Article originally appeared in
Those who enjoy "summer blockbuster" films may have seen X-Men: First Class, which is arguably the cream of the 2011 crop. This film is the latest in the very successful X-Men series, a series whose value goes beyond summer entertainment. In the X-Men films we are confronted with the philosophy of "evolutionary ethics" in an instructive way.
For those readers who aren't yet familiar with the X-Men, created by Stan Lee and Jack Kirby at Marvel Comics in 1963, here are the essentials: Dr. Charles Xavier, a mutant with awesome mental powers, including telepathy and the ability to control the minds of others, founds a private school for teenage mutants. These mutants have superhuman powers of a frightening kind—Iceman can freeze someone alive with a wave of his hand; Cyclops can punch holes in steel with rays from his eyes, and so on. With these powers often comes a freakish physical form—the Beast has apelike limbs and fur; the Angel has wings sprouting from his back; Nightcrawler, with hooves, pointy ears, and a tail, looks like the Devil.
Because of their dangerous powers and their strange appearance, these mutants would be hated and feared by normal people. Professor Xavier's school provides them with an environment free of fear and hatred, where they can learn to control their powers to useful ends. For an additional touch of pathos, Xavier himself (codenamed Professor X), though a mutant of great power, is also a wheelchair-bound invalid.
The X-Men have an arch-foe, Magneto. Magneto is an evil mutant of immense power. He can control all metal objects with magnetic force. He can turn a scrap of metal into a deadly missile, and even (as in this summer's film) lift a nuclear submarine out of the water. He gathers around him a group of evil mutants, mutants who are convinced that normal humans hate them for their freakish powers and will try to imprison or exterminate them unless they band together under Magneto's protection. Magneto and his evil mutants continually scheme to recruit more mutants to their cause, and to achieve world domination, under which normal people will be either annihilated or subjugated to mutant rule.
It must be noted, however, that Magneto's campaign to conquer humanity is justified not merely for reasons of prevention—that is, on the grounds that humans are a threat to mutants. Magneto also offers a justification based on biology. He distinguishes between normal humans, Homo sapiens, and mutants, Homo superior. In one dramatic scene in an early story, Magneto and Professor X meet in disembodied mental form, and debate the fate of man and mutant alike. Magneto declares that mutants, by right of their extra powers, should rule over normal humans, who are, because of their biological inferiority, natural slaves. He rails at Professor X for his naive belief in cooperation between superior and inferior, and demands that Xavier join his side or be counted a deadly foe. Xavier, of course, nobly refuses, thus setting up the central conflict of the series.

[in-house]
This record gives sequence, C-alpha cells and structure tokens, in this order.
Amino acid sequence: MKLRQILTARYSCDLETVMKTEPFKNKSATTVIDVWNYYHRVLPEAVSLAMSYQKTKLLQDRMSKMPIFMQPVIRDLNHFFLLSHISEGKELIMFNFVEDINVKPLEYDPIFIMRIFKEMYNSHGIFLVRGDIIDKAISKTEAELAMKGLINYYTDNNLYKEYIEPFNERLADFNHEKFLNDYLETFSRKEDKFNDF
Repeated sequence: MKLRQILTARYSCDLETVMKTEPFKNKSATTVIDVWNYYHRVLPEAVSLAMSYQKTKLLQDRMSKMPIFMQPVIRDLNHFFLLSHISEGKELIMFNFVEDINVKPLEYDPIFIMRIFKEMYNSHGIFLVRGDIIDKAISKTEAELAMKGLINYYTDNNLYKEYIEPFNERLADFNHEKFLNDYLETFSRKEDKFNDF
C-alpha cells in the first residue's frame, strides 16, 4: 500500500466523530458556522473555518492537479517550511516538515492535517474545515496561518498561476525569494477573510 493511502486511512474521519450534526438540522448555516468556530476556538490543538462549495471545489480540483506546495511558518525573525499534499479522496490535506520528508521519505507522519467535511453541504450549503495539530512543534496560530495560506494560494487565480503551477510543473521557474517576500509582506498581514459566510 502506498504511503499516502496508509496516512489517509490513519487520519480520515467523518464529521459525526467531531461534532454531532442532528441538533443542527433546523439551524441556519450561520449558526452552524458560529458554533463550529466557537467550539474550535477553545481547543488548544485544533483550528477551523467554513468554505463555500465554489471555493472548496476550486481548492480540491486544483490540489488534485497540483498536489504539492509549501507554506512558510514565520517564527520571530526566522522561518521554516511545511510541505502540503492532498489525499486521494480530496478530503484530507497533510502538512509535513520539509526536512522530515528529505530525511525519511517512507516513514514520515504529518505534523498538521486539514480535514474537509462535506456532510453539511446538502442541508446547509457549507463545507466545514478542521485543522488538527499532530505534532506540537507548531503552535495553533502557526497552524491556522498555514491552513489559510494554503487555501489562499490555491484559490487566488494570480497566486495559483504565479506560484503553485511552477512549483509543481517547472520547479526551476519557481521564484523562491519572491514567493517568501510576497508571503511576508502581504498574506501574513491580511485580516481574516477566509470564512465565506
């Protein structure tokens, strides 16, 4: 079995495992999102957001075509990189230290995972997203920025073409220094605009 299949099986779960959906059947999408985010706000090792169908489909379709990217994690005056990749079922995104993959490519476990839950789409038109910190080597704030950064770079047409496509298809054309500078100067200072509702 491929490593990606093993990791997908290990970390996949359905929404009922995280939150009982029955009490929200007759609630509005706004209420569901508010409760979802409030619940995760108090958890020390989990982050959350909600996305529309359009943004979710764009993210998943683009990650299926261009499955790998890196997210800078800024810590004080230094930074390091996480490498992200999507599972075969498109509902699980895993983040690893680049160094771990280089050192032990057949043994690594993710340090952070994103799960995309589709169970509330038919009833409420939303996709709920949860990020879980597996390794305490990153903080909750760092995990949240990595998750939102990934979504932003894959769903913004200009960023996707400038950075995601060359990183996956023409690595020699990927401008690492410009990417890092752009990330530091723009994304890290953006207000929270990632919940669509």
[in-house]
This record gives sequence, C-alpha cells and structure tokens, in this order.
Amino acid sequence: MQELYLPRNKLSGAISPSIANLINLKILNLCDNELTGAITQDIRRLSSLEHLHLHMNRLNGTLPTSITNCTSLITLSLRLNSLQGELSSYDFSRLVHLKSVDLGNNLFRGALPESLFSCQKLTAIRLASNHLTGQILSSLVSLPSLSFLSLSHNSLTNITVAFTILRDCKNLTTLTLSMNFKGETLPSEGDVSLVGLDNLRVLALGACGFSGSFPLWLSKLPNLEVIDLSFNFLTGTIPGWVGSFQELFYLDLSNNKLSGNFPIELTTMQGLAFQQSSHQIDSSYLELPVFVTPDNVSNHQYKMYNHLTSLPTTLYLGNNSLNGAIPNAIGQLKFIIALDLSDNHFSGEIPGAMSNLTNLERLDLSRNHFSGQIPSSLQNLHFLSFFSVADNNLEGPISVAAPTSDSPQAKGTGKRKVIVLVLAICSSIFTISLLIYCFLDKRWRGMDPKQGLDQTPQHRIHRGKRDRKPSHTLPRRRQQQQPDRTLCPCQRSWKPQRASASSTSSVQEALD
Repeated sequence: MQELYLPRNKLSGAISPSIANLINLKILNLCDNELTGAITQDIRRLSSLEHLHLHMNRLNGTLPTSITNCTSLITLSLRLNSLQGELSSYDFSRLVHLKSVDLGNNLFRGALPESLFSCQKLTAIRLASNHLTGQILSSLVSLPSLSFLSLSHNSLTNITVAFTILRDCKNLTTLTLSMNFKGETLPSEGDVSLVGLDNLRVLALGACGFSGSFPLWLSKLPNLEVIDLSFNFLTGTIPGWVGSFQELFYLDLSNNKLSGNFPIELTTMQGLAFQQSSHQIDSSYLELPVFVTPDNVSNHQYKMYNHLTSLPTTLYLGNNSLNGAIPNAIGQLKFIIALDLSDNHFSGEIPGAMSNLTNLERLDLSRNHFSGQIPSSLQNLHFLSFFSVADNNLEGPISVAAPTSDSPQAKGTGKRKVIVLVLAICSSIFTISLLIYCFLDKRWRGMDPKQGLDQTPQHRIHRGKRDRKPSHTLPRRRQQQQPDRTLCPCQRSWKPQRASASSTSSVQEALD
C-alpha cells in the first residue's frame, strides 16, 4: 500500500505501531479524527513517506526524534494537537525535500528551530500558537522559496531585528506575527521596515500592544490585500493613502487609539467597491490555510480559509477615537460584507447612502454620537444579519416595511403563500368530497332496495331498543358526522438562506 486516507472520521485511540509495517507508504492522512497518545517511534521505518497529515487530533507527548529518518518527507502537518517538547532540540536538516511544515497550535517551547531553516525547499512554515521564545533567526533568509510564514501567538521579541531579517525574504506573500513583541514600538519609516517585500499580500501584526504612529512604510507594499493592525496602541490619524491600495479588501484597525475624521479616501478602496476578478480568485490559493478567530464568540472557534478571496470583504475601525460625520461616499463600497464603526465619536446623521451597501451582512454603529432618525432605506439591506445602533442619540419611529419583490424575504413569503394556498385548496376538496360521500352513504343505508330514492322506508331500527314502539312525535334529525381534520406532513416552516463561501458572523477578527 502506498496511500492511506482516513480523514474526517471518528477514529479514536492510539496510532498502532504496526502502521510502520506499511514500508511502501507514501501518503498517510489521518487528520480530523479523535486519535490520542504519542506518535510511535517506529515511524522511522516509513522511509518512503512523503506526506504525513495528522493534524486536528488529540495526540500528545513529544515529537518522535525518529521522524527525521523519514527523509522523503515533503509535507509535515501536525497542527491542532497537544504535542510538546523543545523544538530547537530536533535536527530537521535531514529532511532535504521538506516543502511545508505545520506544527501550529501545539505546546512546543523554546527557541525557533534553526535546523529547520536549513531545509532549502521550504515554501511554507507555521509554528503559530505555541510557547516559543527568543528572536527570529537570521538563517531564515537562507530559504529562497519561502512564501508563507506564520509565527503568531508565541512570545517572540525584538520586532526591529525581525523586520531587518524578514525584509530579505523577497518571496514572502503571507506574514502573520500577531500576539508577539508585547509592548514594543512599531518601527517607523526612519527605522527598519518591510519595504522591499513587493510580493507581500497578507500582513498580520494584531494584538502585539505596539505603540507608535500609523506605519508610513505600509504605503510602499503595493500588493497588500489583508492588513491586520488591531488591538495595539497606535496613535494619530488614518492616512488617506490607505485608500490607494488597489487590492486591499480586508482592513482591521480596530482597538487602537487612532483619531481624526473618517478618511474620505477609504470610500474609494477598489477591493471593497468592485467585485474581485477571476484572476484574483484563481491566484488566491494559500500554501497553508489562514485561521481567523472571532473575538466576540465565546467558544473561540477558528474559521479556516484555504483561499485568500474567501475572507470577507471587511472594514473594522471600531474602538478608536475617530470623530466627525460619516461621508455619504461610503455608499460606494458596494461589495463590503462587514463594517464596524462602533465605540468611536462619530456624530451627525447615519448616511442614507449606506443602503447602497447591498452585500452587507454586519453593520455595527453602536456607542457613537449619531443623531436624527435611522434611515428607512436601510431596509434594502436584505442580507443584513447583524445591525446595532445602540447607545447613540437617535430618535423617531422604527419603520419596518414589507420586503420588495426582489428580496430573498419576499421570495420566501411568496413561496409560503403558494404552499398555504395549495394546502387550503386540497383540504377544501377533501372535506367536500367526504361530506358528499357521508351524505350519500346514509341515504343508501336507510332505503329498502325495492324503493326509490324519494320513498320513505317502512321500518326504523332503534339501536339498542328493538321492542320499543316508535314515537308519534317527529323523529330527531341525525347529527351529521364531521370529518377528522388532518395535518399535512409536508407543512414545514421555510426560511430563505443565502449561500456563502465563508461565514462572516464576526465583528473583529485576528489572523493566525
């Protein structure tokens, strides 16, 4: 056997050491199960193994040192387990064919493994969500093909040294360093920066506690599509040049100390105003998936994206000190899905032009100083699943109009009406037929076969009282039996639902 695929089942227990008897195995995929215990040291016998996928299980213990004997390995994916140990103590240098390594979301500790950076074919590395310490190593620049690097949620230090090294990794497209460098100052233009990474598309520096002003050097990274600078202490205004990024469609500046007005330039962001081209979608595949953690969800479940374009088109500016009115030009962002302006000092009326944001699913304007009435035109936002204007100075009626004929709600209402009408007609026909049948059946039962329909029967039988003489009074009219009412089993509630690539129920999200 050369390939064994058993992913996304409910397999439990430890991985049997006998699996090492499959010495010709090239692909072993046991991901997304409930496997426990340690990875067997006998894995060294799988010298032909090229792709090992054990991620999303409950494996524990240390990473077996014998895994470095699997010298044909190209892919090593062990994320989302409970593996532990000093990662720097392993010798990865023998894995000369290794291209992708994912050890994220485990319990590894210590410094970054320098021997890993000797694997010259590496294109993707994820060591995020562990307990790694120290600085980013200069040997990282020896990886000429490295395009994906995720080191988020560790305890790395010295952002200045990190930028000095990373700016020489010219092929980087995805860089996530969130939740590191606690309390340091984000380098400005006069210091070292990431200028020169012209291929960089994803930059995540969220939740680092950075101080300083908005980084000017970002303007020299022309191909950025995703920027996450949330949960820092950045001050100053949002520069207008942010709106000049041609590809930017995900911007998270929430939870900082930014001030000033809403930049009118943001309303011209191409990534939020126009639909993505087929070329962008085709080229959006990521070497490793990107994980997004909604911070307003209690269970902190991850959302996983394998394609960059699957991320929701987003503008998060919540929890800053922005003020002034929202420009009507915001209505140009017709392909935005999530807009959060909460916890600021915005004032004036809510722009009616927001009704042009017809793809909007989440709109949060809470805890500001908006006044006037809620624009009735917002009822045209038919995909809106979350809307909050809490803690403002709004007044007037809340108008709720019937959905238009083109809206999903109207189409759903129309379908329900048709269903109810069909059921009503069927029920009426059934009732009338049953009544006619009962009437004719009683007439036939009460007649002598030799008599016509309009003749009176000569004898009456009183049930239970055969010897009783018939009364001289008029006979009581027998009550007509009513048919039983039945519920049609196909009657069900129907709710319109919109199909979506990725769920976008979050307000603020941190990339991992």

The X-Men films, with their elaborate plots and dazzling special effects, make for highly entertaining cinema. But my purpose here is not to offer a film review, but to meditate upon the significance of the argument offered by Magneto and rejected by Professor X. It seems to me that this argument is very much pertinent to current debates over "evolutionary ethics."
Comic Book Darwinism versus Real-World Darwinism
En route to our discussion of evolutionary ethics, we here comment briefly upon the scientific plausibility of the transformations postulated in the series. All the X-Men stories presume that neo-Darwinian evolution is a fact. In neo-Darwinian evolution, random mutations in the genome are filtered by natural selection, and, over time, beneficial mutations accumulate and produce entirely new species, families, classes, and so on.
Natural selection performs the stabilizing role in the process, but the truly creative work is done by the mutations. Mutations have created such marvels as the sonar of the bat, the wings of the bird, and the brain of human beings. Mutations are, it appears, in the business of creating creatures with amazing new powers. Thus, in the X-Men stories, they are treated as capable of producing humanoid beings with new, superhuman powers.
In the real world, of course, most mutations are harmful (or do nothing—see Salvo 17), and the tiny fraction that are beneficial would be unlikely to provide significant advantages of any kind—let alone super-powers—for their beneficiaries. And given the time-scale required by the neo-Darwinian theory, it is even more unlikely that dozens of new, selectively fit, super-gifted humanoids (each different enough to constitute at least a new species, if not a new genus or family) would emerge in the space of three or four decades. So even if we provisionally accept the neo-Darwinian (henceforth abbreviated as "Darwinian") view as true, the X-Men are based on fantasy science. But in a comic-book universe, suspension of disbelief regarding scientific premises is an entrance requirement, so we can let that pass.
For our purposes here, it is more important to focus on what the X-Men stories get right about Darwinian evolution. While they grossly exaggerate its power and its speed, they portray its general character bang-on. And this is where they lead us to clarity in discussions of "evolutionary ethics."
According to Darwinian theory, new species emerge when mutations produce individuals who can outperform the stock they came from, with the result that, eventually, the mutant stock replaces the original. Thus, the intermediate creatures between the bat and the primitive insectivores are all extinct, because the modern bat is more fit for its flying environment than were any of them.
The bat has no pity for the failed creatures from the earlier stages of its evolution that were not good enough to survive. Nor, on Darwinian premises, should it. Nature decides, in its cold and pitiless way, who will live and who will die, and which species will thrive and which become extinct. It is pointless and ethically irrelevant to question nature's decisions.
Ironically, when we come to analyze the positions of Professor X, the hero, and of Magneto, the villain, we are led to the curious conclusion that Magneto is philosophically the more coherent of the two, because he is actually more in tune with the pure logic of Darwinism. This becomes clear if we consider the positions of two real-life writers on evolution and ethics, Richard Dawkins and Larry Arnhart.